Give the community a reason to celebrate their lighthouse heritage and the results can prove inspirational. Such was the case on June 28, 2003 when the general public and lighthouse enthusiasts gathered at the foot of Old Cape Henry Lighthouse for the unveiling ceremony of the Southeastern Lighthouse Commemorative Stamps featuring the venerable Old Cape Henry Light.
The Virginia Beach Post Office and the Association for the Preservation of Virginia Antiquities presented the event that took place on the historic grounds of Fort Story. Towering in regal fashion high atop a sand dune, Old Cape Henry Lighthouse stood a silent watch over the proceedings that were designed to honor the service and heritage of the 211 year-old sentinel. Built in 1791, the lighthouse has the distinction of being the first light ever constructed under the authorization provided Congress in 1789 for the “establishment and support of light houses, beacons, buoys and public piers.” Though cracks in the tower’s exterior sandstone masonry would cast doubts over the stability of the lighthouse in 1872, and eventually force it to be decommissioned in 1881, the rugged sentinel has defied fate and continues to honor the rich heritage of the Chesapeake Bay.
The day-long ceremony featured the unveiling of the Southeastern stamps by U.S. Postal Service and local dignitaries, as well as various period re-enactors, military static displays and music. In addition, the general public was invited to climb both the old and new Cape Henry lights for breathtaking views of the bay and historic fort. The lighthouse community was on hand with table displays helping to inform visitors of mid-Atlantic and Southeastern lighthouse preservation and education efforts. Groups participating included the Chesapeake Chapter of the U.S. Lighthouse Society, Delaware River & Bay Lighthouse Foundation, New Jersey Lighthouse Society and the Outer Banks Lighthouse Society.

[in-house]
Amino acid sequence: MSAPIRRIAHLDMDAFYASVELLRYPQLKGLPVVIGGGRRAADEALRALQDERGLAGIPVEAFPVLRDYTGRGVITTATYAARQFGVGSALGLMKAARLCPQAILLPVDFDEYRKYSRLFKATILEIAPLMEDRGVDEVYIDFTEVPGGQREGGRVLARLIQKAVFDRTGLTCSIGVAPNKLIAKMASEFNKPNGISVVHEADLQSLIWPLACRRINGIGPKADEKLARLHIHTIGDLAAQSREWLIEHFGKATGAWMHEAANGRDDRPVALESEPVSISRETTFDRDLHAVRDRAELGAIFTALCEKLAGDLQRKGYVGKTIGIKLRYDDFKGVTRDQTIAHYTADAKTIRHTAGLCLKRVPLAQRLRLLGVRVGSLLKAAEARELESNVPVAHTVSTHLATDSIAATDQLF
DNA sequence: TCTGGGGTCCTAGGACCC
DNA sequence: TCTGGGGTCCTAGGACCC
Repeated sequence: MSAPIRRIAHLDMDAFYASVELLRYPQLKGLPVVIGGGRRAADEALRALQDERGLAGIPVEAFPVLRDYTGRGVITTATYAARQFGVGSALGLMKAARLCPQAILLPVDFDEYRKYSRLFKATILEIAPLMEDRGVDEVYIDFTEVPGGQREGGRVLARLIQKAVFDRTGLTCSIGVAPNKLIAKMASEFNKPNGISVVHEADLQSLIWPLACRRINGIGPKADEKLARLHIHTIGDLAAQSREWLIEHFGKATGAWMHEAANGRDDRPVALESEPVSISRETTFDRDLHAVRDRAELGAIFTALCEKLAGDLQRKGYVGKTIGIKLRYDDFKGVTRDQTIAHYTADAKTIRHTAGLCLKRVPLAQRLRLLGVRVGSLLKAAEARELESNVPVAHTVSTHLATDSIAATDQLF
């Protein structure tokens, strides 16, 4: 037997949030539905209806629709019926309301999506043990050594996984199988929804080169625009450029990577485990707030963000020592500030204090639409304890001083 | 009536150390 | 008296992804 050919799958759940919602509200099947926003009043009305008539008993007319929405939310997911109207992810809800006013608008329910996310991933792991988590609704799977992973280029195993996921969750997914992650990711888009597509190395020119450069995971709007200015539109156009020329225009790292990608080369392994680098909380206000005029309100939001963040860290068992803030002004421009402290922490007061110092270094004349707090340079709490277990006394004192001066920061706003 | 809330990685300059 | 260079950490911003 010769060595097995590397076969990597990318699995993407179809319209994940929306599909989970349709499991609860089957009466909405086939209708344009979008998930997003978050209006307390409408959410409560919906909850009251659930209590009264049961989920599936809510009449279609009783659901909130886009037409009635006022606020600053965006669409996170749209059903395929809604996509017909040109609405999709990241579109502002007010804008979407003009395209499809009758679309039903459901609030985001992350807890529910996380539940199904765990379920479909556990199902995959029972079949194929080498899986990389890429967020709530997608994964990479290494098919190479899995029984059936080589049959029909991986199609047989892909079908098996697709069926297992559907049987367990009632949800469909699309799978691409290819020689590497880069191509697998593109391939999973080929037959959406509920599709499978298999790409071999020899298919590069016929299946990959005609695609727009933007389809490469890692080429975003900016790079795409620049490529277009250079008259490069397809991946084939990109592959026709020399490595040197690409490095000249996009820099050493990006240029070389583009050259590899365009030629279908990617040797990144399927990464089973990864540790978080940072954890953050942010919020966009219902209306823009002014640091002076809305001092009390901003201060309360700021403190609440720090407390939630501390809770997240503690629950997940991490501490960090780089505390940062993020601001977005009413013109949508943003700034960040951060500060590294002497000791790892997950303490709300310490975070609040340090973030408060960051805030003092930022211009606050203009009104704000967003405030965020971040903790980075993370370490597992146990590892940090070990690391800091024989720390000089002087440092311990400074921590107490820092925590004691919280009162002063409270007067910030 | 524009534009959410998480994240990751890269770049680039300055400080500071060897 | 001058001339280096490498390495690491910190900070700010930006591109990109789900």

The Southeastern Lighthouses Commemorative Stamps unveiling ceremony not only paid tribute to the Southeastern lighthouse heritage, but also enabled the public to celebrate and enjoy all the reasons why we love, cherish and choose to preserve America’s beloved sentinels for future generations.
This story appeared in the
August 2003 edition of Lighthouse Digest Magazine. The print edition contains more stories than our internet edition, and each story generally contains more photographs - often many more - in the print edition. For subscription information about the print edition, click here.
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